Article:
Senate Republican Leader William Brady of Bloomington and House GOP Leader Jim Durkin of Western Springs said Democratic leadership has promised to work with the GOP and Gov. Bruce Rauner on the budget following a recent meeting.
“I think there was progress made,” Brady said of the meeting with Rauner, Durkin, Senate President John Cullerton (D-Chicago) and House Majority Leader Barbara Flynn Currie (D-Chicago). “The Democratic leaders agreed to make their appointments to the budgeting process and they also agreed we would certify a number for revenues, two critical steps; and I think the governor was wise to call this meeting and get the ball rolling.”
Durkin said he hopes the Democrats are true to their word on certifying revenue estimates, something they have refused to do over the years.
Sen. William Brady (R-Bloomington) and Rep. Jim Durkin (R- Western Springs) address the media after Thursday's leadership meeting.
“We believe that is something we can do very shortly and then that will be the foundation for us to be able to work off a budget that will be balanced, one (where) revenues will meet expenditures,” Durkin said.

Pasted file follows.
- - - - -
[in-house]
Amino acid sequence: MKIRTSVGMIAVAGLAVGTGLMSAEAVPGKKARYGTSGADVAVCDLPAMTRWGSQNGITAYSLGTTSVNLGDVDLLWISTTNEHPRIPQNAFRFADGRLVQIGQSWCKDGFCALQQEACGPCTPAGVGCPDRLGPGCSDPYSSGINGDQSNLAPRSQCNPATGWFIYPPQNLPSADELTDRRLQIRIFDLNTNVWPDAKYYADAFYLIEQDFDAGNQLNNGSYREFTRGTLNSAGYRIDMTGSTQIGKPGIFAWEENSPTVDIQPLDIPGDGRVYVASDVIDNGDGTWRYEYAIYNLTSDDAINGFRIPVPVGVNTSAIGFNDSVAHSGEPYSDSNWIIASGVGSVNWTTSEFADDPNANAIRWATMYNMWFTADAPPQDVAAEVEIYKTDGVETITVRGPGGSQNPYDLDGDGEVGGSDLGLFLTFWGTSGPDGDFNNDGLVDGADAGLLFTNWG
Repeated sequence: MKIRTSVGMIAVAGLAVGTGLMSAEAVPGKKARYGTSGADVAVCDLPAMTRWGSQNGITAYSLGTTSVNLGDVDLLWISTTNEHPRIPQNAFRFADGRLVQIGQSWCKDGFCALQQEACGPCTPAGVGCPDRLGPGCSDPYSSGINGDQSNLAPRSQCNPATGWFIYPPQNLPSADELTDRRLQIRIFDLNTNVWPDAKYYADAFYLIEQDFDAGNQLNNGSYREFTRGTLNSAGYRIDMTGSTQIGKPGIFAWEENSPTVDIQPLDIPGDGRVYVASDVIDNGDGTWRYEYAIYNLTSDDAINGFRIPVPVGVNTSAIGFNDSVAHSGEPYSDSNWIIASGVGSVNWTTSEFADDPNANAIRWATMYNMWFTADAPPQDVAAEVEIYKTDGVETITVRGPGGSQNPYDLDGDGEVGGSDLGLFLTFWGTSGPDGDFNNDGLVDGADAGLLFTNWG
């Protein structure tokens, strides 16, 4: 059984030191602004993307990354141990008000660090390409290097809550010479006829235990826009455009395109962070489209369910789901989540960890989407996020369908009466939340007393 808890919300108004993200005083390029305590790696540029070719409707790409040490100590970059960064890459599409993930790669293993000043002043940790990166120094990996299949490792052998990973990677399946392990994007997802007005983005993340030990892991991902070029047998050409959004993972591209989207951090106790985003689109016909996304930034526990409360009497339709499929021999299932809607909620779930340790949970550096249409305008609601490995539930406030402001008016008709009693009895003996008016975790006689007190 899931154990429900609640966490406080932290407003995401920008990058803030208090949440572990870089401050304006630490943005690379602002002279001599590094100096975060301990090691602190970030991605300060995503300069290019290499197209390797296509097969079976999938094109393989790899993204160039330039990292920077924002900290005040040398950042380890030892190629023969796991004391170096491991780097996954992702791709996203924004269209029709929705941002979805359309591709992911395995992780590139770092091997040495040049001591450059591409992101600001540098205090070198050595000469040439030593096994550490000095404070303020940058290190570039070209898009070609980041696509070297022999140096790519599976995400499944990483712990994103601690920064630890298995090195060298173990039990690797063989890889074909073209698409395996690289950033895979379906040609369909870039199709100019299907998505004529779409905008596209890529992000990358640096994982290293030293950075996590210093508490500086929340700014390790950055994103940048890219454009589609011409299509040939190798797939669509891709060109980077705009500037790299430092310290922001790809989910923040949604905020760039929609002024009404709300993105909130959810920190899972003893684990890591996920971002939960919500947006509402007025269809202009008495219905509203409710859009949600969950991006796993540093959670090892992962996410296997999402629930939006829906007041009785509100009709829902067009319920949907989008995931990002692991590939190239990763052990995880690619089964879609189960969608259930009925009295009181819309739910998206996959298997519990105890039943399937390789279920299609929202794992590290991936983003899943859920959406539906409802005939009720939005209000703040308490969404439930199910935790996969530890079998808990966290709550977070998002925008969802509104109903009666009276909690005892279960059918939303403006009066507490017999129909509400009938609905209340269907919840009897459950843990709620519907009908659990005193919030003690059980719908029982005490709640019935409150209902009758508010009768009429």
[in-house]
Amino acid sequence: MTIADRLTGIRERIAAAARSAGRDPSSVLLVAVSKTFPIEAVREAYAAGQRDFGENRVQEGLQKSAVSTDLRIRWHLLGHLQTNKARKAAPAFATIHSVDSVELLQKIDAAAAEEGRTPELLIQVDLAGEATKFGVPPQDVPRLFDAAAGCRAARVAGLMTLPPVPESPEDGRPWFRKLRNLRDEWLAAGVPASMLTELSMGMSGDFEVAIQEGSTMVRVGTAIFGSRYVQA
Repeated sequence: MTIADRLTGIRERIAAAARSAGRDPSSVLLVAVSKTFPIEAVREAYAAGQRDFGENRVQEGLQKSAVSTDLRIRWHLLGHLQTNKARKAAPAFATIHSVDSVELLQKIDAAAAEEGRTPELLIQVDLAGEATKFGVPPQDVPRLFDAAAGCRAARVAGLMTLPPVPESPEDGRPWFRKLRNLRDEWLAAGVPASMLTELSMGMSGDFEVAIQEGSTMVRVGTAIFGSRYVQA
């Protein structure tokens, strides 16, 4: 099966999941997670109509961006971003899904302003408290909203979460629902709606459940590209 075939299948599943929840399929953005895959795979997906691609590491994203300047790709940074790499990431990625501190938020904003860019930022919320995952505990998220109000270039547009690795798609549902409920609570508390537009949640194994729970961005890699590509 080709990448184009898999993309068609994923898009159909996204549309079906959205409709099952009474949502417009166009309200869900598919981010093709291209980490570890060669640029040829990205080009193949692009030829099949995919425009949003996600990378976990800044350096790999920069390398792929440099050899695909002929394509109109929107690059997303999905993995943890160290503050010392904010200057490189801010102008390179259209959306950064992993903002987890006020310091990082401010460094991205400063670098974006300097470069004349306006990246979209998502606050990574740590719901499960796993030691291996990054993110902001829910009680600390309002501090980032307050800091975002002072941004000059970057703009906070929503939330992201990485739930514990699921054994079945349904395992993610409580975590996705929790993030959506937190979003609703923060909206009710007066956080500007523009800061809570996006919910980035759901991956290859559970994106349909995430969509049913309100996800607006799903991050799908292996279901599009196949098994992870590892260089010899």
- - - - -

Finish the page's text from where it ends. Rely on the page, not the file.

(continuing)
Durkin said it is all part of the negotiations.
Cullerton commented on Rauner's desire to reduce taxes that are not “squaring” with the budget revenue estimate but Durkin said it is all part of budget negotiations.
"The Democrats ran that on their own, but we believe that there are savings we can make to the Illinois taxpayers, namely starting with pension reform,” Durkin said.
He said the extremely important issue will bring significant savings if there is scaling, and “Democrats wish to agree with us on the tax increase they imposed upon Illinois citizens and small businesses last year.”
One reporter confronting Durkin said the bottom-line was “if the money is there, you are going to spend it.”
“The goal is we need to scale back and we don’t need to spend everything,” Durkin said, adding he hopes the Democrats will agree.
The fact of the matter is the Democrats have the majority, Brady said.
When Cullerton and Currie were asked if they could pass a budget with cuts Republicans would like to see, both said no.
“I think we are being reasonable and compromising to come up with a bipartisan solution to move the state forward,” Brady said.
Cullerton said Rauner indicated the revenue estimate would include the money from the tax increase he vetoed last year.
“So I am going to assume he is supportive of the revenue estimates that he has in his own budget that have the tax increase in place,” Cullerton said.
Gun legislation and mental health were other concerns Rauner addressed, according to Cullerton, who said he has requested $26 million for mental health funding.
Cullerton said the meeting was positive and hopes the budget process will be easier since the governor is assuming a lot more money than we had in the past.
“He is assuming the tax increase that he vetoed, which is included in this budget, and that is why he wants us to start with that number now,” Cullerton said.